These traditional huts were part of the landscape in the 1700s and 1800s, and up to the middle of the last century. As farming techniques changed, they were no longer needed. But they have seen a surge of interest in recent times as alternative holiday accommodation and as an addition to the garden. Some Londoners have been acquiring them for their gardens, as a place to write, paint or just relax – a trend set by the former Prime Minister David Cameron, who spent an estimated £25,000 on his for his Cotswold garden. A close inspection of his hut will show it is more summerhouse in appearance than a truly traditional shepherd’s hut.
However, a story in one of the Sunday supplements a few years ago inspired something in the craftsman that is Joe. While the article inspired him, he was determined to follow more traditional ways to build his huts. He starts with the base, axle and wheels. These are made of solid steel with an A-frame at the front to allow the hut to be moved and steered. The steel elements are put together for him by a welder in Mablethorpe. Showing loyalty to local Lincolnshire businesses is also important to Joe.
The construction goes through a number of phases before it is completed, including the erection of the walls, inserting insulation, cladding of the interior and laying the floor. All his wood is locally sourced. On top of the hut is placed a traditional tin roof, curved as they used to be. Joe’s neighbour Steve helps out with some of the heavy construction elements. Joe brings the hut into the modern world by using a local electrician from Mumby to provide switch plates (including un-shepherd-like USB sockets) and lighting. Lastly, and probably the part that really makes the hut both traditional and attractive, is the stable door which neighbour Steve puts together while Joe works on other elements. This stable door gives the hut a real look of the country.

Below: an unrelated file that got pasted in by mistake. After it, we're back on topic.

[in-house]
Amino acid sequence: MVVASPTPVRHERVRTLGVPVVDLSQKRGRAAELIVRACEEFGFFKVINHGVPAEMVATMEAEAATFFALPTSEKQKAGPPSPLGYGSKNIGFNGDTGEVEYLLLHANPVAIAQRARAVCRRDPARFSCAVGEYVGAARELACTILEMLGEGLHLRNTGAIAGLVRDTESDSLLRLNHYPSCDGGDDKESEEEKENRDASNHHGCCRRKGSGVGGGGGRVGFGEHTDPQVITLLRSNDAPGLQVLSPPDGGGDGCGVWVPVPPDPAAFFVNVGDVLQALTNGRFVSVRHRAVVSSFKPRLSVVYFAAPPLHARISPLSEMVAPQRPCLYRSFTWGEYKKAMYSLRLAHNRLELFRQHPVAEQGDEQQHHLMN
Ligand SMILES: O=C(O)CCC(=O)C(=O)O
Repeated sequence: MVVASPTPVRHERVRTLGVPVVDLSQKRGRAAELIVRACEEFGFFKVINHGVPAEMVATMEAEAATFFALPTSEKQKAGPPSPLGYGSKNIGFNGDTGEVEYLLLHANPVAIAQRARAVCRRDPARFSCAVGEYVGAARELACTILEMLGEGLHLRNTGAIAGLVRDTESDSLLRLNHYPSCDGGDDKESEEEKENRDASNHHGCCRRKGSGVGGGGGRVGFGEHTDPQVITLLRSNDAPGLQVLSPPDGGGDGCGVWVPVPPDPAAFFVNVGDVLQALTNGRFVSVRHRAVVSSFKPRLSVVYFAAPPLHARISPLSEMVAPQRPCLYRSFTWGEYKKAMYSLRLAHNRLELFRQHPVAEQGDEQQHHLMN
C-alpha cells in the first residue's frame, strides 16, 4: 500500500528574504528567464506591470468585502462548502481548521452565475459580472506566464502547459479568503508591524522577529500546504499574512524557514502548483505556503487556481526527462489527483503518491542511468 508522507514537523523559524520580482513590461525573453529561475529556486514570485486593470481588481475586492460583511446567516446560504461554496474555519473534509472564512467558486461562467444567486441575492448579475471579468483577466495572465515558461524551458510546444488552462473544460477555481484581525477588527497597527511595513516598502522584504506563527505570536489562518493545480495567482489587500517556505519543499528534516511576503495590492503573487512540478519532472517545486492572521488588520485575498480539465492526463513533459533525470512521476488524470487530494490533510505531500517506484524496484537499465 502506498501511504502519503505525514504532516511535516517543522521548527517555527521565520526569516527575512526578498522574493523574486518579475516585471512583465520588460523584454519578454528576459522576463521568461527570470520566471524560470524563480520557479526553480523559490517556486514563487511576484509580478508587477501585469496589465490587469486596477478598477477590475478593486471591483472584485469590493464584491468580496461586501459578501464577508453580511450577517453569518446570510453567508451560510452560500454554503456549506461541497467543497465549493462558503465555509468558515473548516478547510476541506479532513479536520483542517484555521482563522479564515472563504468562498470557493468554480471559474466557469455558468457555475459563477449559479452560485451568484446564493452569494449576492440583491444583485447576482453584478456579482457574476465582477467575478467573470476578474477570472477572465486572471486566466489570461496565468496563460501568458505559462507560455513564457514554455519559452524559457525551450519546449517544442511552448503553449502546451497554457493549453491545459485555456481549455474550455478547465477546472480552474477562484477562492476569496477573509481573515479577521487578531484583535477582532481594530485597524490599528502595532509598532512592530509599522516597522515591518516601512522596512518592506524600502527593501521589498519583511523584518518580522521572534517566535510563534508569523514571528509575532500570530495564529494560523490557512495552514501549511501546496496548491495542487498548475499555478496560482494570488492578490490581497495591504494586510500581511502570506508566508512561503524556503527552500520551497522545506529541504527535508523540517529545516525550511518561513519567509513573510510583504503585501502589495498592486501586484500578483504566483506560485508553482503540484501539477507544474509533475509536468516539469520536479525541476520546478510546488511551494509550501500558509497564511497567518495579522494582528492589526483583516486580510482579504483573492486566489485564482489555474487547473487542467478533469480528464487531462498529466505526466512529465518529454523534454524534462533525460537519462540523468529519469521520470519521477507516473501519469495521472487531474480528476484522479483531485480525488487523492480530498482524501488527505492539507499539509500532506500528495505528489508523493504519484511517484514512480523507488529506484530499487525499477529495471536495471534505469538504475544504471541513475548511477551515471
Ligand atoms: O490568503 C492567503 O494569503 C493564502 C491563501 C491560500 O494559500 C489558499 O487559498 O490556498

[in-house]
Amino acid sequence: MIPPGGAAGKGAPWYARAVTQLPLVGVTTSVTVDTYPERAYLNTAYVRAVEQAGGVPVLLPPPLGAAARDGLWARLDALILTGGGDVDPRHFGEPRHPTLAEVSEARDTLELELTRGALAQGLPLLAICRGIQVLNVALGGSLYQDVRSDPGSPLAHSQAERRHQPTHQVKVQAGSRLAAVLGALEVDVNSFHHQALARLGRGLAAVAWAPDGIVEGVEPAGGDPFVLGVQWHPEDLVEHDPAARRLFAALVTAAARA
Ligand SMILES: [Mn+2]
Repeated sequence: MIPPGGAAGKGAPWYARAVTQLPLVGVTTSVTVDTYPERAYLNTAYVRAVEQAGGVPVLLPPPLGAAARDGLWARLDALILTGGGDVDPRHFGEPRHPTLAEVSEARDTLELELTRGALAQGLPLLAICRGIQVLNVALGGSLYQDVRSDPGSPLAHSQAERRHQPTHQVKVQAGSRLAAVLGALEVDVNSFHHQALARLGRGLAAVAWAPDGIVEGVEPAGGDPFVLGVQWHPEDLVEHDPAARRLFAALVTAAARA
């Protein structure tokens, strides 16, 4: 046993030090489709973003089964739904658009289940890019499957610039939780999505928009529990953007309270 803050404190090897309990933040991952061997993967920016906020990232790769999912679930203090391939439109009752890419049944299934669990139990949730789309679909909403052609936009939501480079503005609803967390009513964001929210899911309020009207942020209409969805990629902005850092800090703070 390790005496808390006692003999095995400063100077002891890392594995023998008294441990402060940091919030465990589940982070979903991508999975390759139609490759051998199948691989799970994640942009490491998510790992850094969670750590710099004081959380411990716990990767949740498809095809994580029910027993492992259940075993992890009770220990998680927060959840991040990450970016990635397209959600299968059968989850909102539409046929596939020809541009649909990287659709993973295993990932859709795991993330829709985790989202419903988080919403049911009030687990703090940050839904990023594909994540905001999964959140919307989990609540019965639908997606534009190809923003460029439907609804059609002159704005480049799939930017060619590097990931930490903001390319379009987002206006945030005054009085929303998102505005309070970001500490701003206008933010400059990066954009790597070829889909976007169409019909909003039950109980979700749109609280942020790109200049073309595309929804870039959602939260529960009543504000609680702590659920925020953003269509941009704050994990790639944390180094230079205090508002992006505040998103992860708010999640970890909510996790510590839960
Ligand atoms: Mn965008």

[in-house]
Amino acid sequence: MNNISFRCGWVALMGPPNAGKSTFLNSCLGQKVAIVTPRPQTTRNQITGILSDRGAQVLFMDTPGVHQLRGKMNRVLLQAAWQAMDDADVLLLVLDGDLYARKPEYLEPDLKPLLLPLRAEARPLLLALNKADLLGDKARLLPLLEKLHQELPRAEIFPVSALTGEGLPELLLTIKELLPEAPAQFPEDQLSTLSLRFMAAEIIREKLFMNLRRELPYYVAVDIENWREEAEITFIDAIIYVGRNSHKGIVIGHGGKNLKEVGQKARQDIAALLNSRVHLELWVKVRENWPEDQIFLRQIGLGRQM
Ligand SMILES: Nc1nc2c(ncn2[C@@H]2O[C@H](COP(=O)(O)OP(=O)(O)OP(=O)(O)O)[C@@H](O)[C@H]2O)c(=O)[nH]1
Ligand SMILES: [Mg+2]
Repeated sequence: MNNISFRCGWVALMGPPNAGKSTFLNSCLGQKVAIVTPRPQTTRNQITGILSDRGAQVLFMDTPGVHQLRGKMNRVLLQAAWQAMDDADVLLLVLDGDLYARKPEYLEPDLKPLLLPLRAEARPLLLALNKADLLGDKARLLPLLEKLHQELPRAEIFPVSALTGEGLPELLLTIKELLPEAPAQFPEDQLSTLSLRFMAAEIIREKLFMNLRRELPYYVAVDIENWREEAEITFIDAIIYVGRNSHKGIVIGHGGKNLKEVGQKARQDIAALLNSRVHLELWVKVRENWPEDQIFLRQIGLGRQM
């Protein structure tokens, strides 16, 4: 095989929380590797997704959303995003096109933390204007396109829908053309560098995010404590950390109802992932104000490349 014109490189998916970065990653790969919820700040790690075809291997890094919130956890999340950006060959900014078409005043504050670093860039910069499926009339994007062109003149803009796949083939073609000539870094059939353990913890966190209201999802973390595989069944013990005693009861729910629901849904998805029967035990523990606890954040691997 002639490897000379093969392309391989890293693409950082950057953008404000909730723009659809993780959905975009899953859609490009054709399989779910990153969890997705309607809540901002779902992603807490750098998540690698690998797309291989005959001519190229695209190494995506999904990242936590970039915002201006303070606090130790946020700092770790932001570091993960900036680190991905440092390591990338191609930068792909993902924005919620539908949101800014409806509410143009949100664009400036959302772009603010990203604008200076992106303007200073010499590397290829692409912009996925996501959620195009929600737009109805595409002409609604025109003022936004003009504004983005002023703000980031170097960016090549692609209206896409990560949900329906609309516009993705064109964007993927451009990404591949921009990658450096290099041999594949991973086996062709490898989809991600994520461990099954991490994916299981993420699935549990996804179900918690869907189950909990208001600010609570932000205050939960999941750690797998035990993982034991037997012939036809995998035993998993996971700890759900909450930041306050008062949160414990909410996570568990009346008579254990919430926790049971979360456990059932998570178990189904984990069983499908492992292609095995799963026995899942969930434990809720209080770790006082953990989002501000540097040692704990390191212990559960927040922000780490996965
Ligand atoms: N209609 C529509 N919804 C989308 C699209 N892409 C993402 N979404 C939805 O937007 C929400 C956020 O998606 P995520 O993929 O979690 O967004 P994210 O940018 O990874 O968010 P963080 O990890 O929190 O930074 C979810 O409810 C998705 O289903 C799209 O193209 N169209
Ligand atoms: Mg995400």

Joe built his first hut four years ago and it still occupies a corner of his garden. As the years have passed the garden has grown beautifully around it, making it look like it has always been there. It is fitted with a lovely seating area with table as well as a desk under its window. The ownership of this first hut is somewhat blurred between Joe and his wife Carole. It is a discussion that few but the brave bring up. It has to be said that most of the small, decorative finishing touches such as the curtains are made by Carole and this is her crucial role with all the huts. This first hut has become a very beautiful feature of their garden and it is often admired. Not only that – it is used regularly as a place of relaxation.
Joe has now built four huts and has perfected the construction technique. His second hut headed off to Cornwall on the back of a low loader and to a very satisfied doctor. One went to the garden of a Lincolnshire lady who has a slight mobility issue. At her request, Joe was able to add a sturdy wooden rail for her so the steps up to the hut would not be a problem for her. The inside of the hut was built to her specification. One went to a local Lincolnshire school and is used every day by the pupils.
Joe builds his huts just inside the gate to his bungalow and they are always a talking point among locals and holidaymakers alike. Many stop for a chat at his gate. It is perhaps surprising that he completes any of them. The passerby who stops for a chat may not walk away with a shepherd’s hut but sometimes they may be carrying an egg rotator home. They will always be wearing a smile.
So, as I walk down Joe’s path towards his workshop, and all these thoughts are running through my head, a familiar cockney accent rings out, “Ere Tim, come and ‘ave a butcher’s at what I’ve built now.”